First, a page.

Having thus opened the discussion, he uses points which are all compatible with modern Christian Orthodoxy, but based upon loose citations drawn from a plethora of writings which have since been included in the New Testament Canon:

I Clement, Chapter 49

Parallels within the New Testament Canon

Let him that hath love in Christ fulfil the commandments of Christ.

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Who can declare the bond of the love of God?  Who is sufficient to tell the majesty of its beauty? The height, whereunto love exalteth, is unspeakable.  Love joineth us unto God;

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love covereth a multitude of sins;

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love endureth all things, is long-suffering in all things.  There is nothing coarse, nothing arrogant in love. Love hath no divisions, love maketh no seditions, love doeth all things in concord…

If ye love me, keep my commandments.

– John 14:15 (KJV)

For this is the love of God, that we keep his commandments… – I John 5:3 (KJV)

17That Christ may dwell in your hearts by faith; that ye, being rooted and grounded in love,
18May be able to comprehend with all saints what is the breadth, and length, and depth, and height;

19And to know the love of Christ, which passeth knowledge, that ye might be filled with all the fulness of God. – Ephesians 3:17-19 (KJV)

Above all, love each other deeply, because love covers over a multitude of sins. – I Peter 4:8 (NIV)

4Love is patient, love is kind. It does not envy, it does not boast, it is not proud. 5It is not rude, it is not self-seeking, it is not easily angered, it keeps no record of wrongs. 6Love does not delight in evil but rejoices with the truth. 7It always protects, always trusts, always hopes, always perseveres. – I Corinthians 13:4-7 (NIV)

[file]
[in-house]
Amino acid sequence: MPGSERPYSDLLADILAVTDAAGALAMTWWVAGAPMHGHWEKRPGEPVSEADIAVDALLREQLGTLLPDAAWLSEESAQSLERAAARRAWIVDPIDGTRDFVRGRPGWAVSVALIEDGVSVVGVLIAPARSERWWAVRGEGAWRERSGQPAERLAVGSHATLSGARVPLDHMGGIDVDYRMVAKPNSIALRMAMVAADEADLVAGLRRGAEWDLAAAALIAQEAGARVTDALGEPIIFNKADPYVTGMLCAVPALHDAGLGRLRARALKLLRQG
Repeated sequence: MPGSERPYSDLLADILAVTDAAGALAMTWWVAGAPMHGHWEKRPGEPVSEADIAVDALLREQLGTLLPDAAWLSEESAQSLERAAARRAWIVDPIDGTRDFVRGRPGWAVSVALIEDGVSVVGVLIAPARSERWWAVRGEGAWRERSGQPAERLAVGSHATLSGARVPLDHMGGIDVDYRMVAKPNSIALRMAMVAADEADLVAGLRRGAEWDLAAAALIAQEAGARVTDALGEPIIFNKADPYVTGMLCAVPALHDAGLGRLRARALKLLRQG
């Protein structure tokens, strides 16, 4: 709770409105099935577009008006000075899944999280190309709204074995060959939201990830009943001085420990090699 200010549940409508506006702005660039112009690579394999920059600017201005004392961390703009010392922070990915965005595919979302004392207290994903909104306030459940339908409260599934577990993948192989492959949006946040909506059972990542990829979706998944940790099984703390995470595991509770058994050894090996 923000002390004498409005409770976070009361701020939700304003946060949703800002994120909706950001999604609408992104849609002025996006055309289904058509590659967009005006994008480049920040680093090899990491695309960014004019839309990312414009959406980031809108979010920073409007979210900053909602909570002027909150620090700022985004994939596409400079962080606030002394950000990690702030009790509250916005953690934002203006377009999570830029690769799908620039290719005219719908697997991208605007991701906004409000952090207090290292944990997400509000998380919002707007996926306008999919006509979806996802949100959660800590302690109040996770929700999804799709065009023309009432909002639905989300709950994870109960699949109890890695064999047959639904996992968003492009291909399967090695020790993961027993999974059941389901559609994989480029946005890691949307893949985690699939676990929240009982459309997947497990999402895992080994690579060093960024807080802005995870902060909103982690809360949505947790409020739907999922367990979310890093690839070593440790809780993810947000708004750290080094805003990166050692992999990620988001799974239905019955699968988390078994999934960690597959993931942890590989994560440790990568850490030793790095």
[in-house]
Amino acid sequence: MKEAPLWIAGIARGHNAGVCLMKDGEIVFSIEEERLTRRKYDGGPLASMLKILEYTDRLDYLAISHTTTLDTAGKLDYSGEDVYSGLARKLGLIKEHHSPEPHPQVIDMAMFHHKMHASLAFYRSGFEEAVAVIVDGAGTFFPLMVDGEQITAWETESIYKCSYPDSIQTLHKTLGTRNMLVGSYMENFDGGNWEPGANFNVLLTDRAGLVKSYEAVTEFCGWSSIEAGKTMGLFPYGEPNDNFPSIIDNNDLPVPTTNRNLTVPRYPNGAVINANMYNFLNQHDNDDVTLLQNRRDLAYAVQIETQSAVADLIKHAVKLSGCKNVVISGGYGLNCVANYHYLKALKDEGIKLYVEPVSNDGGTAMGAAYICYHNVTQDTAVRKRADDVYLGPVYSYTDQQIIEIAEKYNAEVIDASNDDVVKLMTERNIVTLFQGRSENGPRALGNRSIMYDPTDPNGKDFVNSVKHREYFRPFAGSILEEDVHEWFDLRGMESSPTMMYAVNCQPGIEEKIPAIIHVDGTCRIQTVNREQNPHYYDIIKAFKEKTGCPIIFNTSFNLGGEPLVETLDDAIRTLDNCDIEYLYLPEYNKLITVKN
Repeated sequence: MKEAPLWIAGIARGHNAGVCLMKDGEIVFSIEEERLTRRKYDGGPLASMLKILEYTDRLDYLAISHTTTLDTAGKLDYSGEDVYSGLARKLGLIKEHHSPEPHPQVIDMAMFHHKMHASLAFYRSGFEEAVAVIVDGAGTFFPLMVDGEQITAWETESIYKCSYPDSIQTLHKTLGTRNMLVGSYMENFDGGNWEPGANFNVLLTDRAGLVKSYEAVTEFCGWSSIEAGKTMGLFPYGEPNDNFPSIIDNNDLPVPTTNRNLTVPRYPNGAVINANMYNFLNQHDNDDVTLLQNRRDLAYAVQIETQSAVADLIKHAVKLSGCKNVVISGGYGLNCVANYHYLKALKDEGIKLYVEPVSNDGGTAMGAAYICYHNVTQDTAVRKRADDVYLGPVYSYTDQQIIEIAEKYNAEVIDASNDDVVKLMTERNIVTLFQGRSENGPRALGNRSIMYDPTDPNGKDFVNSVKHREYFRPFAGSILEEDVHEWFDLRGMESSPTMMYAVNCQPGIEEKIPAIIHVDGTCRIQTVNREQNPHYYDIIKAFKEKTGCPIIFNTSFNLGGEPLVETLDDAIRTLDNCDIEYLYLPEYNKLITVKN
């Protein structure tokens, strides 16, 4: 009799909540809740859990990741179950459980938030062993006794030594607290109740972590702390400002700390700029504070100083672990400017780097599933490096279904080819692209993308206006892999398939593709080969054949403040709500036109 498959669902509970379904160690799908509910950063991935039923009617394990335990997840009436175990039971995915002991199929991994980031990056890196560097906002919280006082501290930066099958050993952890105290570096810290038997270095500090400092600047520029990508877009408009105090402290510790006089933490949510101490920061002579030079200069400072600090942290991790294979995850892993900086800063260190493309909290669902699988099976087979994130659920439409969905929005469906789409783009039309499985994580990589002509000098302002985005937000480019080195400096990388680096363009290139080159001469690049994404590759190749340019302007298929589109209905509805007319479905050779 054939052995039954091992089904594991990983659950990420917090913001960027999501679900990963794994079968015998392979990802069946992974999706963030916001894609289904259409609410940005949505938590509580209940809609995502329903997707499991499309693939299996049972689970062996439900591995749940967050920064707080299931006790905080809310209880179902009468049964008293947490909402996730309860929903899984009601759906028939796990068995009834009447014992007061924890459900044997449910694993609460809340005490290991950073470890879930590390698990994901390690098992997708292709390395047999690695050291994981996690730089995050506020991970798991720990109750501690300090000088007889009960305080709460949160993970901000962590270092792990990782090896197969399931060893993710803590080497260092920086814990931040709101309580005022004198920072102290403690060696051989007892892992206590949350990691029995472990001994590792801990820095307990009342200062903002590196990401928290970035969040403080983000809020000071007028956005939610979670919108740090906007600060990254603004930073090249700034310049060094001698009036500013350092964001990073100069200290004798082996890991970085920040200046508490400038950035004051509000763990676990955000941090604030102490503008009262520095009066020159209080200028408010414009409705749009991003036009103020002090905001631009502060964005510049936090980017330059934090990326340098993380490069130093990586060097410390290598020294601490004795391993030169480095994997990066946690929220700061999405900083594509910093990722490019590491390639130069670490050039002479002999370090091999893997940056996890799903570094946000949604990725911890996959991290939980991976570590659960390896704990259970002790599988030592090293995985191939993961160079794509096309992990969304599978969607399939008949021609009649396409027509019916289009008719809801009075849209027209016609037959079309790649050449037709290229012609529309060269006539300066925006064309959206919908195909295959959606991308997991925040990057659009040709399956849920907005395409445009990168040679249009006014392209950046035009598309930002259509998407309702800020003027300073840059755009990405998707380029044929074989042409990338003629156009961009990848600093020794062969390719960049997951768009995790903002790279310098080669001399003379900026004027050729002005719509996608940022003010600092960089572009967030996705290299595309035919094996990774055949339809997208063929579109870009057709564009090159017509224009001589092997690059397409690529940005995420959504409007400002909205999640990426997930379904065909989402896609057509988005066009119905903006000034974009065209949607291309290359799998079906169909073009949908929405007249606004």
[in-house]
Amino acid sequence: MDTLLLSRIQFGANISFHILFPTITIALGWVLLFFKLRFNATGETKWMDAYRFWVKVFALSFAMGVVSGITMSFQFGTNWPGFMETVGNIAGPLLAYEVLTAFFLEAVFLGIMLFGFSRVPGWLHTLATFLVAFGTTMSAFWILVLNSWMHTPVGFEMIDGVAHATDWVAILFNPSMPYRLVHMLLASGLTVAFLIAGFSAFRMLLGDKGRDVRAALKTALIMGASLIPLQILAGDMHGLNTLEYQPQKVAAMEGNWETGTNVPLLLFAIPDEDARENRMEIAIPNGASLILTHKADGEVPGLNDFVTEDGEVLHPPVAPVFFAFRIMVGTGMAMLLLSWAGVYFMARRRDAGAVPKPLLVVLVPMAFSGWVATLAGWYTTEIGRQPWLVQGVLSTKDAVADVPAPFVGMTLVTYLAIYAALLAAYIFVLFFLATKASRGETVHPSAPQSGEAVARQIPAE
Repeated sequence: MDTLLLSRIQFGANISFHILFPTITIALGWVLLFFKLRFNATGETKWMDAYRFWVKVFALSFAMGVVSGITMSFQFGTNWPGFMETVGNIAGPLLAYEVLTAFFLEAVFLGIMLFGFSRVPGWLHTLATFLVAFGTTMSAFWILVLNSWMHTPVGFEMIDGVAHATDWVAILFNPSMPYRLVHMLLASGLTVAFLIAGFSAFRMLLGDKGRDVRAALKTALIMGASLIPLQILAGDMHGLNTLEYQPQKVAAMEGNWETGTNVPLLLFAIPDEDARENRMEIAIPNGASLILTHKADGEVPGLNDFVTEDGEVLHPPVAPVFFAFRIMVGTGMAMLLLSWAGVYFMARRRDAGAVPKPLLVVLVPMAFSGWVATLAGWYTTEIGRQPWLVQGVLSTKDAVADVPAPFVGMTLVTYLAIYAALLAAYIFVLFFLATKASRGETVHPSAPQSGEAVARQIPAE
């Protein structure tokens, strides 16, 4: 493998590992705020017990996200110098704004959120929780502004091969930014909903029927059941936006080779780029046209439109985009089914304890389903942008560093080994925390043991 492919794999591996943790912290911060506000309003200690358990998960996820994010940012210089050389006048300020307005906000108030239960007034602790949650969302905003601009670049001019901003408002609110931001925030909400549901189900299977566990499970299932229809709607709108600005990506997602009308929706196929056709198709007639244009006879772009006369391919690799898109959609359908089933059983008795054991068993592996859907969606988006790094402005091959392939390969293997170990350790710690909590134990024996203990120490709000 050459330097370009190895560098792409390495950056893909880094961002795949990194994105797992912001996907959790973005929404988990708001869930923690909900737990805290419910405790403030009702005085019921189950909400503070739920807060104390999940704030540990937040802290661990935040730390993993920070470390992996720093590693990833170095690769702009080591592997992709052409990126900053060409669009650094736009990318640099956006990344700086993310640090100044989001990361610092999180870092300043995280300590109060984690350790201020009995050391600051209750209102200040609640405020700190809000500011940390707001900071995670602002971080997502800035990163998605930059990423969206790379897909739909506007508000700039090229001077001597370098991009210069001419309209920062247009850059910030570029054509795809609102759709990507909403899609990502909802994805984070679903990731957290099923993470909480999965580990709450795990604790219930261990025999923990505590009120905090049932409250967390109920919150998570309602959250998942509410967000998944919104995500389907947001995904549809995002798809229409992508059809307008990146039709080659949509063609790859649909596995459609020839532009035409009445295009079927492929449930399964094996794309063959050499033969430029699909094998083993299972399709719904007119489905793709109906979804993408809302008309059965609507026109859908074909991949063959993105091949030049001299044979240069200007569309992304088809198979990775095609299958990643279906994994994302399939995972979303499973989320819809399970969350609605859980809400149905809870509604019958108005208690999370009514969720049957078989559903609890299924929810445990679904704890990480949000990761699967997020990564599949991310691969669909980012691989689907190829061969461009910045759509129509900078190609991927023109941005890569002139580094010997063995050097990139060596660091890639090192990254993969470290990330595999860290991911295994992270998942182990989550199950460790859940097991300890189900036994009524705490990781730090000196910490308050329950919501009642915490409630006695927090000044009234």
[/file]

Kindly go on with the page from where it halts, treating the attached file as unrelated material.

Notice that Clement’s command of these New Testament writings is sufficient to allow him to use the concepts conversationally, to season his speech with scripture-isms. He seldom cites a passage verbatim, but rather he retains the main thought behind each passage in order to combine many scriptural precepts into one Orthodox position on a given subject. A final example of Clement’s method is based upon citations from the canonical Epistle to the Hebrews. Since Clement is sometimes credited with involvement (with the Apostle Paul) in the creation of this book, lack of formal word-for-word quotation is particularly significant:

I Clement, Chapter 36

Parallels From Within the New Testament Book of Hebrews

(Unless Otherwise Noted)

This is the way, dearly beloved, wherein we found our salvation, even Jesus Christ the High-priest of our offerings, the Guardian and Helper of our weakness.  Through Him let us look stedfastly unto the heights of the heavens; through Him we behold as in a mirror His faultless and most excellent visage; through Him the eyes of our hearts were opened; through Him our foolish and darkened mind springeth up unto [His marvellous] light; through Him the Master willed that we should taste of the immortal knowledge; Who being the brightness of His majesty

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is so much greater than angels, as He hath inherited a more excellent name.

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For so it is written; Who maketh His angels spirits and His ministers a flame of fire;

but of His Son the Master said thus; Thou art My Son, I this day have begotten Thee.